5 Things Every Writer Should Know About Outlining

Almost every writer has an opinion about outlines. Some writers swear by them. Some hate them. Many writers are baffled by them.

As National Novel Writing Month approaches, many writers will find outlining a key ingredient in the recipe of finishing their novel in a month.

1. Outlines are a Road Map

Very few people would jump in a car to take a long journey with no concept of destination.

Writing a novel without some sort of outline is like deciding to take a vacation and jumping in the car with no plan. There might be some awesome sights seen along the way but there are also many avoidable challenges.

Outlines, at a minimum, should show the author the direction they want to take. It is the map equivalent of saying one wants to visit Disneyland and planning a trip with that destination in mind.

Before sitting down to create the roadmap for your book you should understand your end goal. Not just for the story but for the journey you want your book to take. For more thoughts on writing end goals read How to Organize Your Writing  Project.

2. Outlines Don’t Have to Be Too Detailed

Many writers feel that outlines will restrict the adventures they can take on their writing journey and they fear they will miss exciting roadside attractions on their quest to the destination.

A woman writing an outline before starting to type her self-published novel

Outlines can be minimalistic with a beginning, key scenes, and end noted in bullet points. It can equally be a detailed excel sheet describing every planned scene and listing who is present in the scene and what the goal of that scene is for the novel.

3. Detours Are Okay

Once a writer maps out the outline they can still take detours along the way if a new idea strikes them or if they stumble across a better road to take as the story is unveiled.

Outlines are tools, not contracts. Writers shouldn’t adhere to them to the detriment of their stories but they are a good way of keeping the writer focused on where the story is intended to go and to get the writer back on track after a detour is taken.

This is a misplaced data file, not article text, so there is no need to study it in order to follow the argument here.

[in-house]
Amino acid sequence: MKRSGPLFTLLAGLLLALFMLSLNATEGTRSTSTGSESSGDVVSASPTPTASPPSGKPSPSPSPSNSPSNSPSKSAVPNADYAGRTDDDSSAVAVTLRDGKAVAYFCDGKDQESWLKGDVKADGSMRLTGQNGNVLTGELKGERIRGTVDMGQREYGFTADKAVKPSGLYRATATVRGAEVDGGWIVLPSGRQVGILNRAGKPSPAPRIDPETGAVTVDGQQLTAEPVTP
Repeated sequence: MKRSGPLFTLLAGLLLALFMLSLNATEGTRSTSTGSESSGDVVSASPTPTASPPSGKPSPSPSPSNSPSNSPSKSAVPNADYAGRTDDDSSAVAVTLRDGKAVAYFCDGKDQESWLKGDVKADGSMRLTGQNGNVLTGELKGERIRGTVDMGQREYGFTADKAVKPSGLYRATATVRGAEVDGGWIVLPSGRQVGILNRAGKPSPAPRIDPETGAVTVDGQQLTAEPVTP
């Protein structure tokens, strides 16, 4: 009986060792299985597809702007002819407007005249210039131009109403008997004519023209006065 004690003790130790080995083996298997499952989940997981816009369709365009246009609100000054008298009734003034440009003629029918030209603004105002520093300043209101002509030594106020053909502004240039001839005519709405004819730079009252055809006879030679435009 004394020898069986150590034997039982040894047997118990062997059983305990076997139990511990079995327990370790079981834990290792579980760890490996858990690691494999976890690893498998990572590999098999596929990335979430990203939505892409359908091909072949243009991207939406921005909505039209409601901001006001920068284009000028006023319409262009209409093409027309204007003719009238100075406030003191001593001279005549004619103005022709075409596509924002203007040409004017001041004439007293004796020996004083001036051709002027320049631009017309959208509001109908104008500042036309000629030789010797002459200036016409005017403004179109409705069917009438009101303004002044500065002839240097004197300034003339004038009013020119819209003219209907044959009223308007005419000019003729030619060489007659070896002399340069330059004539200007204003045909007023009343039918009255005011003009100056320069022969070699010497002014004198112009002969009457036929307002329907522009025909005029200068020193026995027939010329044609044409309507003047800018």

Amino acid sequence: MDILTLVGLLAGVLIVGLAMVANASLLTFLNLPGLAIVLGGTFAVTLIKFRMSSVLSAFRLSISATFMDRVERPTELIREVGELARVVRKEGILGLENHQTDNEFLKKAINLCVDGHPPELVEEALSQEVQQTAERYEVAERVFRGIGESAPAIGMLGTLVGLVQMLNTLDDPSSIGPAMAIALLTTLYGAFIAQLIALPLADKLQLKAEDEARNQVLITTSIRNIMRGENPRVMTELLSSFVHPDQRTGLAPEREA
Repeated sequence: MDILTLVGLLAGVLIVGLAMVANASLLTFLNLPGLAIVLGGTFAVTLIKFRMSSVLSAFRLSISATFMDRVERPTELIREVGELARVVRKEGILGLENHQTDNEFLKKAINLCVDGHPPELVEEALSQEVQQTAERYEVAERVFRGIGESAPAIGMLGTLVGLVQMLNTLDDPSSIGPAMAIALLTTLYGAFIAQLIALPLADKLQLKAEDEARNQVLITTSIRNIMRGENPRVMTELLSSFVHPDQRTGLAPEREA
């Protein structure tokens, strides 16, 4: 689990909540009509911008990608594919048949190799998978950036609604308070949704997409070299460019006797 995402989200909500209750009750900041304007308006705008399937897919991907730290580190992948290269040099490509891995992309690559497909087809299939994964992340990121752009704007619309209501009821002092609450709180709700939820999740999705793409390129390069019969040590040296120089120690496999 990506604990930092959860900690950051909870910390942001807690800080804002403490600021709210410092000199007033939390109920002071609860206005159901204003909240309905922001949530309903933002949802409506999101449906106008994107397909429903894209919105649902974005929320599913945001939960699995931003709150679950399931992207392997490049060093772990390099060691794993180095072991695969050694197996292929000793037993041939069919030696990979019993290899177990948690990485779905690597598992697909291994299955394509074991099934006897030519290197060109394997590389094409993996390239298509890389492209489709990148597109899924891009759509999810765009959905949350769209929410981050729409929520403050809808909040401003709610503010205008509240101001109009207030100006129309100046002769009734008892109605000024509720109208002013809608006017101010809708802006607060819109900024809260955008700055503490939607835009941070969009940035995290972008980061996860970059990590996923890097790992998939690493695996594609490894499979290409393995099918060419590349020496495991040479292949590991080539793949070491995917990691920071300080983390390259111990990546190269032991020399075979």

4. Genre Matters

Most genres have a built-in road map that writers of the genre should follow. Writers who plan to self-publish can deviate a bit more from genre norms but they should still be aware of them so that their audience is satisfied.

For example: in a romance novel, the characters who will fall in love must meet. They must spend time developing a relationship. The relationship must blossom and then there must be an incident that threatens to tear the couple apart. Finally, the couple must come back together and there must be an indication that the couple will live happily ever after. Even if a writer only plots out these points of their romance they are more likely to stay on their story’s path than an author floundering around with only the goal of a happily ever after somewhere near the end.

5. Map Out the Characters as Well as the Plot

Many writers assume outlining only involves planning the plot but that does them a disservice.

The plot is important and understanding where a story goes is extremely valuable for discovering a story but plots without characters don’t come alive. When an author outlines they should include the character arcs along with the plot. This allows them to write character growth and to map that growth along with the map of the plot.

Outlining is a valuable skill even when an author isn’t trying to write a novel in a month.

Once you’ve completed your novel, InstantPublisher can help assist in completing the book publishing process.

InstantPublisher offers a wide variety of self-publishing services including book printing and binding, interior book design, and custom book covers.

For more information about self-publishing services visit our website at https://www.instantpublisher.com. You can also call 1 800 259 2592, fill out our online contact form, or send an email to questions@instantpublisher.com.

Leave a Reply

Your email address will not be published. Required fields are marked *